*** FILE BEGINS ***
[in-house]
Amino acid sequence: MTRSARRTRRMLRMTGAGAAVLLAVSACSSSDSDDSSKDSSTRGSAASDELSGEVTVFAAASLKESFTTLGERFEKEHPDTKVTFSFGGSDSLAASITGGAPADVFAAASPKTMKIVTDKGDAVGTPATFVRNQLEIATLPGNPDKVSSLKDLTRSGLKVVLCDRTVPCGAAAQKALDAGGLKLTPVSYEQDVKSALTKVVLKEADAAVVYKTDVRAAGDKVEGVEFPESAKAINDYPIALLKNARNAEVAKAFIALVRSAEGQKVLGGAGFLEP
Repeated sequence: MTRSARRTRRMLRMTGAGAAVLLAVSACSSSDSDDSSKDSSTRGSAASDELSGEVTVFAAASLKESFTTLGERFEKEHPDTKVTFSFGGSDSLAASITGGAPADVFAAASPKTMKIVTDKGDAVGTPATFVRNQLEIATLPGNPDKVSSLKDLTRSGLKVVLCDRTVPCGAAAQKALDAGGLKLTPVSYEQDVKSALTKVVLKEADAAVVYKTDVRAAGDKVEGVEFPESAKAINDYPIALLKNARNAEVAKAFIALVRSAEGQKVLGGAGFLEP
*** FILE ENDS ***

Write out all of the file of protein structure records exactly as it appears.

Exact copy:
[in-house]
Amino acid sequence: MTRSARRTRRMLRMTGAGAAVLLAVSACSSSDSDDSSKDSSTRGSAASDELSGEVTVFAAASLKESFTTLGERFEKEHPDTKVTFSFGGSDSLAASITGGAPADVFAAASPKTMKIVTDKGDAVGTPATFVRNQLEIATLPGNPDKVSSLKDLTRSGLKVVLCDRTVPCGAAAQKALDAGGLKLTPVSYEQDVKSALTKVVLKEADAAVVYKTDVRAAGDKVEGVEFPESAKAINDYPIALLKNARNAEVAKAFIALVRSAEGQKVLGGAGFLEP
Repeated sequence: MTRSARRTRRMLRMTGAGAAVLLAVSACSSSDSDDSSKDSSTRGSAASDELSGEVTVFAAASLKESFTTLGERFEKEHPDTKVTFSFGGSDSLAASITGGAPADVFAAASPKTMKIVTDKGDAVGTPATFVRNQLEIATLPGNPDKVSSLKDLTRSGLKVVLCDRTVPCGAAAQKALDAGGLKLTPVSYEQDVKSALTKVVLKEADAAVVYKTDVRAAGDKVEGVEFPESAKAINDYPIALLKNARNAEVAKAFIALVRSAEGQKVLGGAGFLEP